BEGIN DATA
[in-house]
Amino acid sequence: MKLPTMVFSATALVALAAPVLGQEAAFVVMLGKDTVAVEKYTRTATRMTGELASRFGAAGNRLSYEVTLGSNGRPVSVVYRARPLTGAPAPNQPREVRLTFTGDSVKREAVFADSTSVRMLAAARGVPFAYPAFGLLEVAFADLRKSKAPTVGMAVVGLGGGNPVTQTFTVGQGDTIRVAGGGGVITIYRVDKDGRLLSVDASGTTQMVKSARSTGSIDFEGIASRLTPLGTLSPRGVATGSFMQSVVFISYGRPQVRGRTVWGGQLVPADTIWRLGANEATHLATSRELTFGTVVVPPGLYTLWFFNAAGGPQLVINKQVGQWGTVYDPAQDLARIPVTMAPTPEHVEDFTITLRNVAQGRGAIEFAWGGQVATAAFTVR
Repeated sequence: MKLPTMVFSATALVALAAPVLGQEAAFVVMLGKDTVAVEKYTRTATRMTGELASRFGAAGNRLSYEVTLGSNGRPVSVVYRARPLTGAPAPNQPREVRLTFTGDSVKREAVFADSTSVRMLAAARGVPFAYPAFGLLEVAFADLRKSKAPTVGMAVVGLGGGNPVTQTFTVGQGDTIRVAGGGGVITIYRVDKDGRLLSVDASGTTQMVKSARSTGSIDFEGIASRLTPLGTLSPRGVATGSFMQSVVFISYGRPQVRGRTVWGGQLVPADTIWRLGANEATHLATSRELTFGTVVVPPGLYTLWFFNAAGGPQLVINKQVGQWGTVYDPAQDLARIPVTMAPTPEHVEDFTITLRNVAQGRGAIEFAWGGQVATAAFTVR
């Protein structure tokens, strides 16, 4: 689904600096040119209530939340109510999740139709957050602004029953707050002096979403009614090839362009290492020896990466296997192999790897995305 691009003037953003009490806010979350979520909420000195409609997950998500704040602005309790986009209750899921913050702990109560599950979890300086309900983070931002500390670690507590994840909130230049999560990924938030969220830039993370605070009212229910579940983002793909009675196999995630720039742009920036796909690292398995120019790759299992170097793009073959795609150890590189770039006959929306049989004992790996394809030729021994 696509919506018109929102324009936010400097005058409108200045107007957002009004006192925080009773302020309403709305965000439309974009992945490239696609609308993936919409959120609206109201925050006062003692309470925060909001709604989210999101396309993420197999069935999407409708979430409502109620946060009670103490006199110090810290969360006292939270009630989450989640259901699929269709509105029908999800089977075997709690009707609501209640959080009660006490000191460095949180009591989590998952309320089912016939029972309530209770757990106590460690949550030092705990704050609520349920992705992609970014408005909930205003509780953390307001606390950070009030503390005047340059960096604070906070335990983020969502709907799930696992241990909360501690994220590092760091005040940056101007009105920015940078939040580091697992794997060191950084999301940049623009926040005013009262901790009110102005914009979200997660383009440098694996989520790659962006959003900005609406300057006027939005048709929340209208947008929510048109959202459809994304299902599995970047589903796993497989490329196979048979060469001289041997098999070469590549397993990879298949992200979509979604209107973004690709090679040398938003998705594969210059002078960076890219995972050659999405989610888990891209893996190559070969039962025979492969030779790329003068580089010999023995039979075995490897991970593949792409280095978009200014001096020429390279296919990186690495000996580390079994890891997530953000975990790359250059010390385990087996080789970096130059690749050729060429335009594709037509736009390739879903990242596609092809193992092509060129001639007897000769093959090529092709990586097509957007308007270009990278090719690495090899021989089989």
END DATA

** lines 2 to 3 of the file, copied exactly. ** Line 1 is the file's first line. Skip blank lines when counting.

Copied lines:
Amino acid sequence: MKLPTMVFSATALVALAAPVLGQEAAFVVMLGKDTVAVEKYTRTATRMTGELASRFGAAGNRLSYEVTLGSNGRPVSVVYRARPLTGAPAPNQPREVRLTFTGDSVKREAVFADSTSVRMLAAARGVPFAYPAFGLLEVAFADLRKSKAPTVGMAVVGLGGGNPVTQTFTVGQGDTIRVAGGGGVITIYRVDKDGRLLSVDASGTTQMVKSARSTGSIDFEGIASRLTPLGTLSPRGVATGSFMQSVVFISYGRPQVRGRTVWGGQLVPADTIWRLGANEATHLATSRELTFGTVVVPPGLYTLWFFNAAGGPQLVINKQVGQWGTVYDPAQDLARIPVTMAPTPEHVEDFTITLRNVAQGRGAIEFAWGGQVATAAFTVR
Repeated sequence: MKLPTMVFSATALVALAAPVLGQEAAFVVMLGKDTVAVEKYTRTATRMTGELASRFGAAGNRLSYEVTLGSNGRPVSVVYRARPLTGAPAPNQPREVRLTFTGDSVKREAVFADSTSVRMLAAARGVPFAYPAFGLLEVAFADLRKSKAPTVGMAVVGLGGGNPVTQTFTVGQGDTIRVAGGGGVITIYRVDKDGRLLSVDASGTTQMVKSARSTGSIDFEGIASRLTPLGTLSPRGVATGSFMQSVVFISYGRPQVRGRTVWGGQLVPADTIWRLGANEATHLATSRELTFGTVVVPPGLYTLWFFNAAGGPQLVINKQVGQWGTVYDPAQDLARIPVTMAPTPEHVEDFTITLRNVAQGRGAIEFAWGGQVATAAFTVR